OSR: You have played in bands, worked as a session musician and a touring musician over the years. What made you decide to head into the studio on your own to record your new album?

Symonds: There were a bunch of factors. You’re right that I had spent the last several decades helping other people bring their music to life. In the autumn of 2019, the bands I play for were all in hibernation at the same time, so I was a little restless. I was determined to make some art in 2020 and I just happened to write a few songs that I got really excited about, so I spread out all the songs I’ve written over the years out on a table, picked ones that went together, put them together with some new ones and realized I had a record I wanted to make. Everything just kind of came together and I leaned into it.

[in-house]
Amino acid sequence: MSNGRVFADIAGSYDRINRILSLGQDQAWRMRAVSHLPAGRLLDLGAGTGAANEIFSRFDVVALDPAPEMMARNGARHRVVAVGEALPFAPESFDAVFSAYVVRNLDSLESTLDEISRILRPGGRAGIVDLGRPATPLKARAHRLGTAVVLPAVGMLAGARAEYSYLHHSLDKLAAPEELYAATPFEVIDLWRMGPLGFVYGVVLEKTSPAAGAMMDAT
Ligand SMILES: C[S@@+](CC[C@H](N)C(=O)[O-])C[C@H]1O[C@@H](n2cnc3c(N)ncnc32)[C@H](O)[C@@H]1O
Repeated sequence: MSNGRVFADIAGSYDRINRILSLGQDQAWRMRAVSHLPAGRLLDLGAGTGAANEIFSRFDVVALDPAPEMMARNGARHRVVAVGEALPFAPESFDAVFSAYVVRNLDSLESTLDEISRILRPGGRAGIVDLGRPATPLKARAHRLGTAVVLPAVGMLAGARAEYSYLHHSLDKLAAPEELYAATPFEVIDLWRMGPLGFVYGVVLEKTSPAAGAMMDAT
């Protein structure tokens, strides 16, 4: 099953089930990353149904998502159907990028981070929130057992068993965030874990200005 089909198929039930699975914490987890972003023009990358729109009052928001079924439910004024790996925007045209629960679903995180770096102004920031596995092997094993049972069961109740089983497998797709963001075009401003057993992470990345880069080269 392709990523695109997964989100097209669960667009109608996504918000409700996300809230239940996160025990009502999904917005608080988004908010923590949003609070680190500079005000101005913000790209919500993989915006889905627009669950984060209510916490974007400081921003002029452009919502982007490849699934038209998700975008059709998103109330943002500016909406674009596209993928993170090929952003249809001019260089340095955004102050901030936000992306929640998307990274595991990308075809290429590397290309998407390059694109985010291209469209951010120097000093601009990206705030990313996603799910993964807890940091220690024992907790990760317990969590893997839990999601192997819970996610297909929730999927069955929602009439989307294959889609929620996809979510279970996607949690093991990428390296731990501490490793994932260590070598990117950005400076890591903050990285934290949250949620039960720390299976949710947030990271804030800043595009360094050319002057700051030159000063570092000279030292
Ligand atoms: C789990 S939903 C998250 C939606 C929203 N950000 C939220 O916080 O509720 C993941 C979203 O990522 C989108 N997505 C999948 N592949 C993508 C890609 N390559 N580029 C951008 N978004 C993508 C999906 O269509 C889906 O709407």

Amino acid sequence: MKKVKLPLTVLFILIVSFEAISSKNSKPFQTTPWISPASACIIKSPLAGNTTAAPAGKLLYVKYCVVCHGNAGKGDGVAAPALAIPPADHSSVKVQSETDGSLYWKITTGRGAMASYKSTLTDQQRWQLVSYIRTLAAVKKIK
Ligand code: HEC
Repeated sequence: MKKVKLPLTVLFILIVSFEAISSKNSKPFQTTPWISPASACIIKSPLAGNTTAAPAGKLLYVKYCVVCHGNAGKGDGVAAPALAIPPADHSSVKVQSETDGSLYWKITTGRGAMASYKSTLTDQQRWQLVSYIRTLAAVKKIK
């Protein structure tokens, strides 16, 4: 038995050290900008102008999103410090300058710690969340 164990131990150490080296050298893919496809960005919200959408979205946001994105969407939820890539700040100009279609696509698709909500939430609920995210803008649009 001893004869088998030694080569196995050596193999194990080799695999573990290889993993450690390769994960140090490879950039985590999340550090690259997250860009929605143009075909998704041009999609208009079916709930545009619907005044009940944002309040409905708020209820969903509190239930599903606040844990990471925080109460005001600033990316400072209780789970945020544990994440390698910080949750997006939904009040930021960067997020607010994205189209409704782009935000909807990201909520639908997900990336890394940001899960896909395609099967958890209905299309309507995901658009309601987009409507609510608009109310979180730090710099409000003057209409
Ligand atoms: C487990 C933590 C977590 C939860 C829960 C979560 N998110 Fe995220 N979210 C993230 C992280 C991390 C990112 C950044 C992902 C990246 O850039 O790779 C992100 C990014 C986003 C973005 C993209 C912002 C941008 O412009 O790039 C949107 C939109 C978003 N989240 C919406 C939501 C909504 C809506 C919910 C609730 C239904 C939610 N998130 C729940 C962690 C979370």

OSR: Is there a concept or theme to your album Riverrun?

Symonds: There is, it’s an old-school double album in my mind. Four sides, each about 15 minutes long. Blonde On Blonde, London Calling, that kind of vibe. There is a theme, it basically tries to cover life from childhood to adulthood. It doesn’t really tell a story as much as it tells a series of stories that hold together and speak to one another. The first four songs are about my childhood in Florida, then there’s a series of songs about adolescence, then early adulthood, and then growing up and hopefully figuring a few things out. So the kid in song 1 is and isn’t the same person in song 13. They definitely know each other, though.

OSR: Were the tracks for the album sitting on the shelf or did you write them after decided to record the album?

Symonds: About half of the songs are brand new and the other half vary in age. Some are a few years old and some are from the early 90s. I usually write 5 to 10 songs a year, and so after not playing them for anyone for decades, I had a big pile to choose from. I don’t think I would have made the album without the new batch, but I’m really glad I went back and rescued some of the old ones. I’m really happy with how they fit together.

OSR: How different was working on your own music compared to working with others?